He stressed that the local officials were there to listen. “Tonight, the mayor and the council are here to have big ears and small mouths,” Sumek said. “If they talk too much, just raise your hand, and I’ll tell them it’s time to listen.”

He pointed out that many ideas on the table this year came from last year’s summit. “Tonight is a test of whether those are valid or not,” Sumek said.

He said ground rules include the concept that everyone’s ideas are important.

“You’ve got flip charts by each one of your tables; everybody’s idea gets recorded,” Sumek said. “Even if it’s the most bizarre thing you’ve ever heard, write it down. After there’s a list, we’re going to ask you to vote around the table. If you have 10 things, I’ll say give me the top five that your group can agree on by a majority vote as the most important.”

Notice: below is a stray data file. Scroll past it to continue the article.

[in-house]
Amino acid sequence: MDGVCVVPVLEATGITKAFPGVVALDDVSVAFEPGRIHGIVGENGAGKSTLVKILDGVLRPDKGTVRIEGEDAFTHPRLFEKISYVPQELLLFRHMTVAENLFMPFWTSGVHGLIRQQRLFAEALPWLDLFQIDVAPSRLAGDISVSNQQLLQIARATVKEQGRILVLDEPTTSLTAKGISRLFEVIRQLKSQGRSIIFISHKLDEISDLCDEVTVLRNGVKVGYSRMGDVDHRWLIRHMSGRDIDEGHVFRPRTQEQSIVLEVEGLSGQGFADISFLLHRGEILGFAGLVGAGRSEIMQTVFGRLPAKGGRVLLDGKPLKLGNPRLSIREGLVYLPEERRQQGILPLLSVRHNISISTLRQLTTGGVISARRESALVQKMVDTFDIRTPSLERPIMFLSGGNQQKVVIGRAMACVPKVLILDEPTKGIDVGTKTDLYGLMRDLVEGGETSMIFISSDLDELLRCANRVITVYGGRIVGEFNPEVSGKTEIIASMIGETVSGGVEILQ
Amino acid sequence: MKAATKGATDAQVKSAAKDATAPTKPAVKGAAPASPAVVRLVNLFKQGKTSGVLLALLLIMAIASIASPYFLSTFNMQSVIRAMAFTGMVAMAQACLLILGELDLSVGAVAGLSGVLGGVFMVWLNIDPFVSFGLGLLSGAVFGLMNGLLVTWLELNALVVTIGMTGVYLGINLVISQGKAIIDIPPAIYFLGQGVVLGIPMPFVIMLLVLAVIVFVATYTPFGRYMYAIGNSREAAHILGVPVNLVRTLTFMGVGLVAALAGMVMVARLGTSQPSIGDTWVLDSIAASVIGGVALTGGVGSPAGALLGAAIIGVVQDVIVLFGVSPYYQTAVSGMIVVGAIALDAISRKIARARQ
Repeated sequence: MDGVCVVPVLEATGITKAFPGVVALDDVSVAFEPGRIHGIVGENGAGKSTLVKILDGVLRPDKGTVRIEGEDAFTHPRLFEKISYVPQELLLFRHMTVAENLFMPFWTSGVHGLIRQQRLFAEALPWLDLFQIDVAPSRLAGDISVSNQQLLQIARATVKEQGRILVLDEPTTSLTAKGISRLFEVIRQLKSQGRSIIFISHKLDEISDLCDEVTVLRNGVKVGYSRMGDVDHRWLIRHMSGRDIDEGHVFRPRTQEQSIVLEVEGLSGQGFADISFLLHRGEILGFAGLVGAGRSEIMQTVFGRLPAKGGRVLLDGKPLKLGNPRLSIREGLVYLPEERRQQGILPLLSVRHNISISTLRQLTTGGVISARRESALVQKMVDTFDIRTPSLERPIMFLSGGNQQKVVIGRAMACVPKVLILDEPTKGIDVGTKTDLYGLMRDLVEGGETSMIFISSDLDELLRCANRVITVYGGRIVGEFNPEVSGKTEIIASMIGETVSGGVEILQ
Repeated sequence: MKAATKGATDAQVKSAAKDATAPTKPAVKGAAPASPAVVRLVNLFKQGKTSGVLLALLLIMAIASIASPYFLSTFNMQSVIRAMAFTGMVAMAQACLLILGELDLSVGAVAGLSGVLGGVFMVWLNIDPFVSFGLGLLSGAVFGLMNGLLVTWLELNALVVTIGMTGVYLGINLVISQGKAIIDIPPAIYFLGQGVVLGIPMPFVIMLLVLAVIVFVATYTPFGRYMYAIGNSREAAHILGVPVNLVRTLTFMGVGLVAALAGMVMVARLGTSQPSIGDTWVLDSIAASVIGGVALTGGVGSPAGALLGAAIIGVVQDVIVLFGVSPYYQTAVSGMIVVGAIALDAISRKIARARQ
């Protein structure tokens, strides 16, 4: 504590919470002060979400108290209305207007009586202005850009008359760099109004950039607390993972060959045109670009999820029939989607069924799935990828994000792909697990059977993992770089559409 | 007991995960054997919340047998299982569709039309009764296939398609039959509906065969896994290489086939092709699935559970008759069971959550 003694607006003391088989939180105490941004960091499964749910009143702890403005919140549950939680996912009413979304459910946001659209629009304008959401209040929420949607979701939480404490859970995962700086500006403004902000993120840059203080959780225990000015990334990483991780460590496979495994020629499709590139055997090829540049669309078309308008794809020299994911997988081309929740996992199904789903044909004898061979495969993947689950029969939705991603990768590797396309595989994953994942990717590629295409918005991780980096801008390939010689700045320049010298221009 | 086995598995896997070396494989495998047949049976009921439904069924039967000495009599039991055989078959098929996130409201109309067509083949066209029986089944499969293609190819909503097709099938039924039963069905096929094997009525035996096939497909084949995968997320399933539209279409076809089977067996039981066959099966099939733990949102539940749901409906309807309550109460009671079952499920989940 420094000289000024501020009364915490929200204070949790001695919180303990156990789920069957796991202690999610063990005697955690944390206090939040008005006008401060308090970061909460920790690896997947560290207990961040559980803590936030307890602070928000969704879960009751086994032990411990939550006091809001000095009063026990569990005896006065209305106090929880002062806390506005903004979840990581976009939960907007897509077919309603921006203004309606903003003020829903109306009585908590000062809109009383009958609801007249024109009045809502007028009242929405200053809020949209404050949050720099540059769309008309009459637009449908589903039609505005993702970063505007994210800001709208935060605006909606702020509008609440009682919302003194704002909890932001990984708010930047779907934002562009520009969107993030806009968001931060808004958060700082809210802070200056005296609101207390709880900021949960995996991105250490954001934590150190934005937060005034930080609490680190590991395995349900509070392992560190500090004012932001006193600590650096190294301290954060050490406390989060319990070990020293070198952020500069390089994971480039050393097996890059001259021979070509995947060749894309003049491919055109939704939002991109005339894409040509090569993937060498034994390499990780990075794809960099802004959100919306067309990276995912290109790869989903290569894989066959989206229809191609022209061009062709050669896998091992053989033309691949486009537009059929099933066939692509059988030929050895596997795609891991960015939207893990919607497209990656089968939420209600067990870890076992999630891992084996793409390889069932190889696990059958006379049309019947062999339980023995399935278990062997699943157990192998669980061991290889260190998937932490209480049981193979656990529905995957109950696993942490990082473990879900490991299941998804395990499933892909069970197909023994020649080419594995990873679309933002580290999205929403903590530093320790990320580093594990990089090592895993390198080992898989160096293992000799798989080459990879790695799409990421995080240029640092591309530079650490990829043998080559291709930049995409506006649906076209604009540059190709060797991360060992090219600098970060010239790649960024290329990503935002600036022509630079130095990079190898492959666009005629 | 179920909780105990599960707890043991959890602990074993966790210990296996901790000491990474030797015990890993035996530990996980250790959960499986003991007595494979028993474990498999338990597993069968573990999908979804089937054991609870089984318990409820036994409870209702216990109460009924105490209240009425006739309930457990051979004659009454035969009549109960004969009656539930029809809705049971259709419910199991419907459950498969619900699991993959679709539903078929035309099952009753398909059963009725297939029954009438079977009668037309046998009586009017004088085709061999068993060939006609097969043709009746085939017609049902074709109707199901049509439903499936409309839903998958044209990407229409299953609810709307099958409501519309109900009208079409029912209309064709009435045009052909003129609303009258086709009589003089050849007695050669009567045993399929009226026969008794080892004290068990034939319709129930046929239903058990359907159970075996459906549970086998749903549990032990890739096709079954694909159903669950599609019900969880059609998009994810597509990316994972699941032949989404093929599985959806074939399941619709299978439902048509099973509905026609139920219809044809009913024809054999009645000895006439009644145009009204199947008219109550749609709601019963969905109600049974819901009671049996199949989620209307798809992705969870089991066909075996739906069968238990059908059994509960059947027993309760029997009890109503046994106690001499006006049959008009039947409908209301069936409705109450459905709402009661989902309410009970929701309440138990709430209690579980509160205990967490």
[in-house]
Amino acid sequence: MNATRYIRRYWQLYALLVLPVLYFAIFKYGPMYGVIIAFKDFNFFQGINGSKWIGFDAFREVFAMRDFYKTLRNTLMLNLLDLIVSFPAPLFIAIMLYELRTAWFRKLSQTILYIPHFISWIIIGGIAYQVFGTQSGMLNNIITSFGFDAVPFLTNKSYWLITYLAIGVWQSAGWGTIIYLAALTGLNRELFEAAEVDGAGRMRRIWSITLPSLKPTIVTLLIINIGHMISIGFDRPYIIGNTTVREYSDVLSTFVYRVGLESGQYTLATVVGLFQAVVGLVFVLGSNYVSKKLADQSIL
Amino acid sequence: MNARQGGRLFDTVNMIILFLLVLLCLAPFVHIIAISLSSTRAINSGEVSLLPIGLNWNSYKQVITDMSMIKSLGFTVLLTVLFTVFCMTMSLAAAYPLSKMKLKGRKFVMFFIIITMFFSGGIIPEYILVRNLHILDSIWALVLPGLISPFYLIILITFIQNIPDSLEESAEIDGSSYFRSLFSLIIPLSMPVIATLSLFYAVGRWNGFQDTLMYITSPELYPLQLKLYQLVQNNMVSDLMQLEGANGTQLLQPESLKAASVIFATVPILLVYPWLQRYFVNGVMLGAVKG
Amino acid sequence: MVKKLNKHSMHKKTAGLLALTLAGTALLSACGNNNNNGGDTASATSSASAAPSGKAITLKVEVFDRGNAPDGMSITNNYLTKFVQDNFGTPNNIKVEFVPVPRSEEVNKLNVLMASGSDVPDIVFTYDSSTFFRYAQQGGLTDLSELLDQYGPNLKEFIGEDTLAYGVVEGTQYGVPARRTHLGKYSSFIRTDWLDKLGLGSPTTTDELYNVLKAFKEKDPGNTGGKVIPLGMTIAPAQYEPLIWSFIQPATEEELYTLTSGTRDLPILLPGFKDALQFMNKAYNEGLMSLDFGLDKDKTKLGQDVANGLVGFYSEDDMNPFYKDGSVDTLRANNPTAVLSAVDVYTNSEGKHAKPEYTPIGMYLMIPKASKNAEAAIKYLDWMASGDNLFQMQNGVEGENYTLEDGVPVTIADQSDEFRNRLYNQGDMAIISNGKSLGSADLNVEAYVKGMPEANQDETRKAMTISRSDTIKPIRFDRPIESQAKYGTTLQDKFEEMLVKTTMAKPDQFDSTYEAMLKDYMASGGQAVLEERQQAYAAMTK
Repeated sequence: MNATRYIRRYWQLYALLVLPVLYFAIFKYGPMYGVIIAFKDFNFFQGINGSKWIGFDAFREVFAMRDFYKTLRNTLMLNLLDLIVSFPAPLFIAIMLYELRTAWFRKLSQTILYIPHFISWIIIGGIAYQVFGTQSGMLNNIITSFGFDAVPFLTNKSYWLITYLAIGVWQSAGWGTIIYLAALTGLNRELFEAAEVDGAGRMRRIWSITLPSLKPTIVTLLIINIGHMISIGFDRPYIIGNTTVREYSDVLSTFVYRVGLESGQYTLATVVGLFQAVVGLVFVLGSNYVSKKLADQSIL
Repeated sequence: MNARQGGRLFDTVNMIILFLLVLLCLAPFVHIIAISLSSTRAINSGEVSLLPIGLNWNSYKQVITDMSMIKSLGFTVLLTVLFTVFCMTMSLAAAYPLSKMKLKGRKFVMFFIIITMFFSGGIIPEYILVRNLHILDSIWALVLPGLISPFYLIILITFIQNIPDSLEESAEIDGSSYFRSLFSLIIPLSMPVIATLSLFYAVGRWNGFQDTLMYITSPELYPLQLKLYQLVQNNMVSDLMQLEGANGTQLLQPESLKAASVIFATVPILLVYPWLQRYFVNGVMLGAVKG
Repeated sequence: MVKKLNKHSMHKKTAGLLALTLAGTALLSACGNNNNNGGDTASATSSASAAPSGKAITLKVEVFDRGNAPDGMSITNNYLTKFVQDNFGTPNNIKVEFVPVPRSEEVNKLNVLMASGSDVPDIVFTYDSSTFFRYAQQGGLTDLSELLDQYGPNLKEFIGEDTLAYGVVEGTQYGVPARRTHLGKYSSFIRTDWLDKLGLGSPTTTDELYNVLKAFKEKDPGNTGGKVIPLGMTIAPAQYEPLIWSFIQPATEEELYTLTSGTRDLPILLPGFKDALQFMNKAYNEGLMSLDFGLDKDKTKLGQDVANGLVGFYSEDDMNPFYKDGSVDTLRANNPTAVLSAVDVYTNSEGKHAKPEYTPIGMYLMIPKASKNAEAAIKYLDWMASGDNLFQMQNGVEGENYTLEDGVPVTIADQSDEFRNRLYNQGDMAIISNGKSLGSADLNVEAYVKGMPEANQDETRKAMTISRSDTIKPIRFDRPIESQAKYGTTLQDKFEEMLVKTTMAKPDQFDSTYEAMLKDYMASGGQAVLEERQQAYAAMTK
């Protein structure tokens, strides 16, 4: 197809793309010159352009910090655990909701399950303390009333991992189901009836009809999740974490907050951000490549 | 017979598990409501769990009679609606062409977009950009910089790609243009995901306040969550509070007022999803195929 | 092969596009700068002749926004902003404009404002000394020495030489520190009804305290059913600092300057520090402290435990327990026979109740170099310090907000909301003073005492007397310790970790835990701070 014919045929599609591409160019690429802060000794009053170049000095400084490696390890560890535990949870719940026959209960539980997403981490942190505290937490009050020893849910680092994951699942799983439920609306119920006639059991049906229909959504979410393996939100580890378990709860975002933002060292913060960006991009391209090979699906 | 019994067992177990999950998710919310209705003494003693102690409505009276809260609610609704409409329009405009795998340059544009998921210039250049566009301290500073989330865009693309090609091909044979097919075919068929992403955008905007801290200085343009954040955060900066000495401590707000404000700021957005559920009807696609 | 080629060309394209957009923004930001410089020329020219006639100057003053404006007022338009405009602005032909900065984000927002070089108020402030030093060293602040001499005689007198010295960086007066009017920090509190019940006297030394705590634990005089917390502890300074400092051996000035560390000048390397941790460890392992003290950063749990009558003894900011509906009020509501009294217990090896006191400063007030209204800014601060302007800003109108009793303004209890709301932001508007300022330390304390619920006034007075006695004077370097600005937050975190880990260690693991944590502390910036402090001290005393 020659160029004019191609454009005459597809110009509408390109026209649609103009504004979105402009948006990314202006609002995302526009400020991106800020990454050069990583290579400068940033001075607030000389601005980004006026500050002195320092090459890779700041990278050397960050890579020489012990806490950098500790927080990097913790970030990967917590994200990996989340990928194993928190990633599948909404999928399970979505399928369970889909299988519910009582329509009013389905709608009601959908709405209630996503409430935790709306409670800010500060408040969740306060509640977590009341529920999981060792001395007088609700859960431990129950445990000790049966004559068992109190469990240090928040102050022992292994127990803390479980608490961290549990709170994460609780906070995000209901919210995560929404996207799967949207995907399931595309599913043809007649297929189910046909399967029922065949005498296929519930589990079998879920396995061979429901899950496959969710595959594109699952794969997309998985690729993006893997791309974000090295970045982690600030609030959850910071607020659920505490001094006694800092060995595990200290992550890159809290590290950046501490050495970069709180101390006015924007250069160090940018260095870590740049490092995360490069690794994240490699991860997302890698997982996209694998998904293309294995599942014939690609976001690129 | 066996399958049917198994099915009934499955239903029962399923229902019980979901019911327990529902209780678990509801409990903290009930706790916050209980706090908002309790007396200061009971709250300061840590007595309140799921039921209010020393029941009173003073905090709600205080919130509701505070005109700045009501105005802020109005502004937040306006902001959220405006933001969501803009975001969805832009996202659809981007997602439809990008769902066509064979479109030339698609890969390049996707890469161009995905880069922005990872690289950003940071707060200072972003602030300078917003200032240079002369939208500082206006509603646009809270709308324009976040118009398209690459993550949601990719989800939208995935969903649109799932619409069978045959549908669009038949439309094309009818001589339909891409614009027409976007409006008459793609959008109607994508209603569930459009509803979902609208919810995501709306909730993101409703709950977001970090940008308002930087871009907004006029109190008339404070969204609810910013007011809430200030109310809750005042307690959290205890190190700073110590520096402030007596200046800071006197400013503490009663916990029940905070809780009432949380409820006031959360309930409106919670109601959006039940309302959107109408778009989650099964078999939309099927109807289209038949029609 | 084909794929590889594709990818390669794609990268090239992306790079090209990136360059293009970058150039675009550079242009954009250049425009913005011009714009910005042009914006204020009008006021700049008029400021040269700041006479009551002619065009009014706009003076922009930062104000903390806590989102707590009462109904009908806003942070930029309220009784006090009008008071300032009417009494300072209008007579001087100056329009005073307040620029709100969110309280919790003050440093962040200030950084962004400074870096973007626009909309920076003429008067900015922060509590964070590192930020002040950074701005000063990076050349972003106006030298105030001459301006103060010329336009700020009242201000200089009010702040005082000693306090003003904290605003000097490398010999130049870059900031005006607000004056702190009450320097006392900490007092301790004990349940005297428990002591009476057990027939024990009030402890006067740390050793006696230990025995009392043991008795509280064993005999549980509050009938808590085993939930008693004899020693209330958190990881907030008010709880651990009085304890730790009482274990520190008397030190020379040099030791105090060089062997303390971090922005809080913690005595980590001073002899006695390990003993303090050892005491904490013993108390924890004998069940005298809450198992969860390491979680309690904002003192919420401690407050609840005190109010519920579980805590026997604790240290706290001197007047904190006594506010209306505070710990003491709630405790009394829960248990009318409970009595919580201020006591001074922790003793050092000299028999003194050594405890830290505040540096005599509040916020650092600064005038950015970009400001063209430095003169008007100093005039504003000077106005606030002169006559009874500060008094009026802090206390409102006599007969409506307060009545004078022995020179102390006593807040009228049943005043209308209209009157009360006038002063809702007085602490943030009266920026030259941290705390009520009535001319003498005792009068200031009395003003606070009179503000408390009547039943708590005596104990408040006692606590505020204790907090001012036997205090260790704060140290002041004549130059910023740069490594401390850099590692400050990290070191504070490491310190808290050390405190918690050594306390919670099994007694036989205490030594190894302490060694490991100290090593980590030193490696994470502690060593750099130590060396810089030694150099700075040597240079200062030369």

He also stressed that group members must respect each other. “Somebody may have a very contrasting view, different than yours, and you may think it’s crazy. Just push it aside, but don’t get into disagreeing with them,” Sumek said. “Understand that whatever their idea, it might have merit.”

Sumek said the overall vision has not changed from the previous year’s summit, which is for the village to be a premier residential community with a hometown feeling, the choice for families, and one that’s beautiful, safe, convenient and enjoyable.

“The vision is where you want to see this community in 15 years,” he said. “If you look out, 15 years is 2029, but 2029 is as far in the future as 1999 is behind us. If you start thinking about it, that isn’t that far back. To me, the vision is like you’re taking Royal Palm Beach on a trip to the future.”

Sumek said the village also has a list of five-year goals, which were looked at again this year, and include having a financially sound and responsive village with community-based services and facilities, a more livable community from curb appeal to convenience, and an abundance of leisure choices and options.